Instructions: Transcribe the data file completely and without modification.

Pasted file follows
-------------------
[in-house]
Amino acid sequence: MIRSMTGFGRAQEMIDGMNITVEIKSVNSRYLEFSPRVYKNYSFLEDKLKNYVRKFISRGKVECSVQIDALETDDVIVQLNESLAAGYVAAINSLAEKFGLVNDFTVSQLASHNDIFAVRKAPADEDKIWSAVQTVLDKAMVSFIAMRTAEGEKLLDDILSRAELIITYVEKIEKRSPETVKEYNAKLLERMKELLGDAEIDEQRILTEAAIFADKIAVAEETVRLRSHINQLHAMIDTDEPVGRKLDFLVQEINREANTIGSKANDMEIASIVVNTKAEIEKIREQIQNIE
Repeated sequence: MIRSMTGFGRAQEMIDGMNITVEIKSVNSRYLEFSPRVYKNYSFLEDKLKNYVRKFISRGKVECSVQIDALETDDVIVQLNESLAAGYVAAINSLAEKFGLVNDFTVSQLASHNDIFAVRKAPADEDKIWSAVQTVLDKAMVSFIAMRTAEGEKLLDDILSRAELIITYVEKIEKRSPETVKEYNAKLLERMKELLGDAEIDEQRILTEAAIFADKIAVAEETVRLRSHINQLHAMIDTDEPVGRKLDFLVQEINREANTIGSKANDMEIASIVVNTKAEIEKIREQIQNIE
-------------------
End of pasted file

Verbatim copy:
[in-house]
Amino acid sequence: MIRSMTGFGRAQEMIDGMNITVEIKSVNSRYLEFSPRVYKNYSFLEDKLKNYVRKFISRGKVECSVQIDALETDDVIVQLNESLAAGYVAAINSLAEKFGLVNDFTVSQLASHNDIFAVRKAPADEDKIWSAVQTVLDKAMVSFIAMRTAEGEKLLDDILSRAELIITYVEKIEKRSPETVKEYNAKLLERMKELLGDAEIDEQRILTEAAIFADKIAVAEETVRLRSHINQLHAMIDTDEPVGRKLDFLVQEINREANTIGSKANDMEIASIVVNTKAEIEKIREQIQNIE
Repeated sequence: MIRSMTGFGRAQEMIDGMNITVEIKSVNSRYLEFSPRVYKNYSFLEDKLKNYVRKFISRGKVECSVQIDALETDDVIVQLNESLAAGYVAAINSLAEKFGLVNDFTVSQLASHNDIFAVRKAPADEDKIWSAVQTVLDKAMVSFIAMRTAEGEKLLDDILSRAELIITYVEKIEKRSPETVKEYNAKLLERMKELLGDAEIDEQRILTEAAIFADKIAVAEETVRLRSHINQLHAMIDTDEPVGRKLDFLVQEINREANTIGSKANDMEIASIVVNTKAEIEKIREQIQNIE